Reading the tea leaves and Magic 8 ball

[Last week CoinTelegraph sent me a couple questions for an article that has not appeared (I will link to it if it does).  Below are the responses I provided.]

Q: “What can be inferred from the decline in Bitcoin price and market cap in the course of 2014? There are two downward trends, separated by a level period and slight uptick.”

A: I probably wouldn’t call it a “market cap” (due in part to Jonathan Levin’s cogent post) and in my view, an analysis of the self-reported bitcoin price is difficult because of the lack of transparency in the underlying trusted third parties.  Perhaps something like a Consolidated Audit Trail or “proof of non-collusion” will become the norm as the industry professionalizes but until then this space will likely be vulnerable to a bevy of manipulations which may be causing these types of trends (e.g., purportedly like Willy Bot did last year).  Furthermore, because bitcoin’s supply is based on a fixed, limited issuance the only way to reflect changes in demand is through it’s price.  Thus, the fluctuations this past year are based on a myriad of factors some of which are difficult to measure like perceived regulatory/solvency risk and future law enforcement activity.  And because it is still very illiquid, sudden shocks are absorbed / reflected through volatility.  Consequently I do not think the market price is a reflection of the value of bitcoin as a transactional medium but almost entirely a function of speculative demand.  This past May, Robert Sams spoke on this duality as did Yanis Varoufakis in a new book.

Q: “Bitcoin’s technical foundations have been stated as insufficient to support wide-scale adoption by Mike Hearn. Do you think price volatility could be directly influenced in future by improvements or failures in this area?”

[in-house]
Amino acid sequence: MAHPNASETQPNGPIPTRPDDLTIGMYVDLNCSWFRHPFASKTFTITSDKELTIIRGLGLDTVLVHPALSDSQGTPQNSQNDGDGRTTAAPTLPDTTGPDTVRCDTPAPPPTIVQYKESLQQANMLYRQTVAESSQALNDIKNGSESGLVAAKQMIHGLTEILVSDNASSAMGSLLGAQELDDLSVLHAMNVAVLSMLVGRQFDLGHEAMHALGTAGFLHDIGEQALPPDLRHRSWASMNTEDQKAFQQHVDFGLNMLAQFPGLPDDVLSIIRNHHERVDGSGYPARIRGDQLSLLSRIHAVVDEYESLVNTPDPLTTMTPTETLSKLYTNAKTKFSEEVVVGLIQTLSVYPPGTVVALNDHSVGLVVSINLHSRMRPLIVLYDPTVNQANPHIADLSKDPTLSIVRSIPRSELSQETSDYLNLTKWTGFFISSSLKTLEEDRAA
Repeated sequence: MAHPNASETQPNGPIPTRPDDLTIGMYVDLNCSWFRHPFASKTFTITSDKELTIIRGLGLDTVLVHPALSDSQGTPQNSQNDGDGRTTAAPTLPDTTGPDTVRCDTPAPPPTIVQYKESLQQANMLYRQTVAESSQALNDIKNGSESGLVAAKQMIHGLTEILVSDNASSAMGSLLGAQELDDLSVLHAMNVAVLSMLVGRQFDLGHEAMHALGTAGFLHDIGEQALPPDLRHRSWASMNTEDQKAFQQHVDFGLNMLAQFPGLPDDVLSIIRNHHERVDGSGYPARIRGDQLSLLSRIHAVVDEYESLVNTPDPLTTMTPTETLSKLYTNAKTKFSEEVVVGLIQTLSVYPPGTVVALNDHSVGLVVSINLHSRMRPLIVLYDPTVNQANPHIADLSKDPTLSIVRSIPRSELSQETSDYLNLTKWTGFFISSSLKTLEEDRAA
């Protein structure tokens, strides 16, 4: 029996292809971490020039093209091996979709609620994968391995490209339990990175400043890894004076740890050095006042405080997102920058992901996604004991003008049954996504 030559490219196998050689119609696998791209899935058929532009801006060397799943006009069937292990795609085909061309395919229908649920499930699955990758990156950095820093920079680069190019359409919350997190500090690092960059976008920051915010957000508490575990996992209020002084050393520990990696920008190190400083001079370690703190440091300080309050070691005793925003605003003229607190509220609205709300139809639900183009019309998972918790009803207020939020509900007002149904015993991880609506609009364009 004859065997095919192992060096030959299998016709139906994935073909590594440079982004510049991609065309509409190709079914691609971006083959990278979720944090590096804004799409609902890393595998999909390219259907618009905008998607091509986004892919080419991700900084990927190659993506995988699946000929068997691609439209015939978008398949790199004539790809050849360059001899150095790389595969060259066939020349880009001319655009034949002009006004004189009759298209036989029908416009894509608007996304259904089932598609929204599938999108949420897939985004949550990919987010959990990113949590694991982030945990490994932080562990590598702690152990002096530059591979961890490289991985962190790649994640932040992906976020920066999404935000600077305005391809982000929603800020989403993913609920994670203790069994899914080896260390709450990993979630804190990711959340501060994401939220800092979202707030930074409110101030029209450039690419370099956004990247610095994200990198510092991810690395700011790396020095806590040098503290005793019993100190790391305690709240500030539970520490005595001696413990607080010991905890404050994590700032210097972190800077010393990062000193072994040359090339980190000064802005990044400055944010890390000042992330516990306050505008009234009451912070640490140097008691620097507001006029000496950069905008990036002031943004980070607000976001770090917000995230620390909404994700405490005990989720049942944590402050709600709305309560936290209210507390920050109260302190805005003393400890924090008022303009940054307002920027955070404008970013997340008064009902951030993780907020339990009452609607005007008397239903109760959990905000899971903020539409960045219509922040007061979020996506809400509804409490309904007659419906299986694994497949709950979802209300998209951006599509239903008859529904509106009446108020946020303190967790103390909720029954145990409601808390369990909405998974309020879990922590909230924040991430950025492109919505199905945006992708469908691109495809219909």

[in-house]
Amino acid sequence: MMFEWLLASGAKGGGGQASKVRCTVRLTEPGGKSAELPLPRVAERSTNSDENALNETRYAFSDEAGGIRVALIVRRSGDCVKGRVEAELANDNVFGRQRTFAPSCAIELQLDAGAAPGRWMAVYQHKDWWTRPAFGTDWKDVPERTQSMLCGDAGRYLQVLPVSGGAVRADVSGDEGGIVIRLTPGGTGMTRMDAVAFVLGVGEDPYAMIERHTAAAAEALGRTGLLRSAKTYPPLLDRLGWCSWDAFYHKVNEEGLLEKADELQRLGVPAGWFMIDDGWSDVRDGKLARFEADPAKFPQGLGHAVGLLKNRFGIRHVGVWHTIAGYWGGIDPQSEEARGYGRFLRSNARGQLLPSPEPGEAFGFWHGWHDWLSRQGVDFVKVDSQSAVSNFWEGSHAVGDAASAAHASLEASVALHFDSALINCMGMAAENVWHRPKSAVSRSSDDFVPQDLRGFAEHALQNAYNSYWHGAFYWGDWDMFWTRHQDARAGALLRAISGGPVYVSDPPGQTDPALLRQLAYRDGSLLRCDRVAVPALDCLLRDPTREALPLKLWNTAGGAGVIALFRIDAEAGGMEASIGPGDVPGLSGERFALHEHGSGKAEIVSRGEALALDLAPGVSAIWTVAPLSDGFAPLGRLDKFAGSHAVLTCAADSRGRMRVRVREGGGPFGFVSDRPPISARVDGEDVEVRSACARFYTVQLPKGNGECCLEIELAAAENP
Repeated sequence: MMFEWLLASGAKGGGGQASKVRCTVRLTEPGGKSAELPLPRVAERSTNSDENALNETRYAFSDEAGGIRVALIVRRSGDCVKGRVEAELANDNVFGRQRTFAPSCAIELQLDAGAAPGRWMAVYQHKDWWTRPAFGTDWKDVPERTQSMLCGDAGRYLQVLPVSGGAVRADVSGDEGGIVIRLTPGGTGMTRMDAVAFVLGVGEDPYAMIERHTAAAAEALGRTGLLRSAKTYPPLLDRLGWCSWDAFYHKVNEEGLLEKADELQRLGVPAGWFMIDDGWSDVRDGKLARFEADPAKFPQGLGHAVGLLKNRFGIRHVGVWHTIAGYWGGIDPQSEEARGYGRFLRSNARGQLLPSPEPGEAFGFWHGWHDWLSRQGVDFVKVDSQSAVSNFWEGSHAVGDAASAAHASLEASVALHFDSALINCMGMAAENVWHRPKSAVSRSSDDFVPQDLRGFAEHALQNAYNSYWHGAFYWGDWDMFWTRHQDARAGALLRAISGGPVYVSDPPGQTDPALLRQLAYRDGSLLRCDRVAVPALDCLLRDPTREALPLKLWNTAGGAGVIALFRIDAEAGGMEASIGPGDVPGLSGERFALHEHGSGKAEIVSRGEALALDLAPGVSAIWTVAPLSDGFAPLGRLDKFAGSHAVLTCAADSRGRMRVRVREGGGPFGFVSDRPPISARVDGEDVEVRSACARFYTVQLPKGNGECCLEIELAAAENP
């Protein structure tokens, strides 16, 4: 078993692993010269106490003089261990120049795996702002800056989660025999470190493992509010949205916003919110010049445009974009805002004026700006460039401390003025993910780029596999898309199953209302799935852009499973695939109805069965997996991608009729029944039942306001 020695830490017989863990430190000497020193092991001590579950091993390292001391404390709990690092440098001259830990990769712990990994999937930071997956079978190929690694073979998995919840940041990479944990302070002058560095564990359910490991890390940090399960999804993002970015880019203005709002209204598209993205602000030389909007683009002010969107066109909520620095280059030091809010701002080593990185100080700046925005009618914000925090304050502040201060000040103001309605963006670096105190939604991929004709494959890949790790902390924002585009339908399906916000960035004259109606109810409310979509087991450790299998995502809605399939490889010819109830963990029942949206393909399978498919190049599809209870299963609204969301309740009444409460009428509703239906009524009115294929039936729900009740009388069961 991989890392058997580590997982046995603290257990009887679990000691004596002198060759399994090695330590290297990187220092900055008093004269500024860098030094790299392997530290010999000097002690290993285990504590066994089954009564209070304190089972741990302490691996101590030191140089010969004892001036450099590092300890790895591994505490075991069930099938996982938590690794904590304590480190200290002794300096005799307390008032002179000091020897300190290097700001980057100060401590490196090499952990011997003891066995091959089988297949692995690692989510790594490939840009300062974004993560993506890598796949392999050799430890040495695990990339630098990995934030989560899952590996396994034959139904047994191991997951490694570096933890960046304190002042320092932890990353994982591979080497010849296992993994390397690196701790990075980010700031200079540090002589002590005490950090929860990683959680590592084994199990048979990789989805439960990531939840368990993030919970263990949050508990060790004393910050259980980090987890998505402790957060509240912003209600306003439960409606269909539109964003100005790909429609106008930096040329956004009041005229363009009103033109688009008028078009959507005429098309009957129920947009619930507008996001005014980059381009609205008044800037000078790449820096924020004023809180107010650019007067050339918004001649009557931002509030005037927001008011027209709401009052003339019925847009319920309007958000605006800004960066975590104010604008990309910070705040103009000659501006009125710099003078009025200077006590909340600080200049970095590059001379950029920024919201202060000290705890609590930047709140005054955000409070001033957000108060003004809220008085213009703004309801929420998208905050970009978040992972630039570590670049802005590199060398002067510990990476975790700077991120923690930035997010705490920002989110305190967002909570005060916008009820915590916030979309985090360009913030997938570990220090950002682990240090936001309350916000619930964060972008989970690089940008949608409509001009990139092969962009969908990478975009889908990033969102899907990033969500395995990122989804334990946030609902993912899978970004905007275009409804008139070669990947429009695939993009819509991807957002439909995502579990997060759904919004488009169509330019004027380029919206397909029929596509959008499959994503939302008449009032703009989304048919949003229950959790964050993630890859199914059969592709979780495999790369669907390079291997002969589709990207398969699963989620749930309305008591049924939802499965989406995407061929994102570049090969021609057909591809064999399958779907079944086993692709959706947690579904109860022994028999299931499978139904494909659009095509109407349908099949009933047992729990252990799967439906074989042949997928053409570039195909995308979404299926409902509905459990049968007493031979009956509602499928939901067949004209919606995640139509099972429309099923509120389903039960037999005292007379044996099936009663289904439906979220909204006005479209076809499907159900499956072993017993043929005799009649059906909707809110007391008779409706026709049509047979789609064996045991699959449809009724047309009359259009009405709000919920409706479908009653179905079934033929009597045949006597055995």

A: Both Gavin Andresen and the Blockstream team have independently discussed some of the technical limitations this past week, reaffirming the challenges that Mike Hearn described on several occasions this past year.  They have all also proposed potential solutions to these solutions, some involving soft forks, hard forks and even closer partnerships between mining farms, pools and developers.  Fundamentally however I do not think that Bitcoin’s blockchain will be able to serve the vast majority of use cases that it’s proponents claim it will for a couple of intractable reasons.  The first is because of the physics of decentralization; it is a matter of spatial topology (distance, length and redundancies) not materials science.  Thus the more dense, the less lag which favors centralization.  This past summer Murat Demirbas briefly wrote about this: Distributed is not necessarily more scalable than centralized.  The other is costs to maintain (nominal) trustless decentralization though the proof-of-work mechanism.  As I have written about several times, contrary to the traditional narrative, there are in fact no mandatory fees to utilize the blockchain and/or its Sybil-protection scheme.  The direct fees users believe they are paying are better defined as donations, as fees are something that are mandatory.  Consequently, the way to calculate how much proof-of-work costs is through a metric that Blockchain.info has visualized over the past years and which has hovered around $20-$30 per transaction.  That is not a competitive price relative to other payment systems and will likely relegate Bitcoin to certain niches.  I also think we will see other alternative consensus mechanisms come into production-level environments, creating a type of “consensus-as-a-service” (CaaS) of which a proof-of-work-based blockchain, such as Bitcoin, represents one part of that spectrum.

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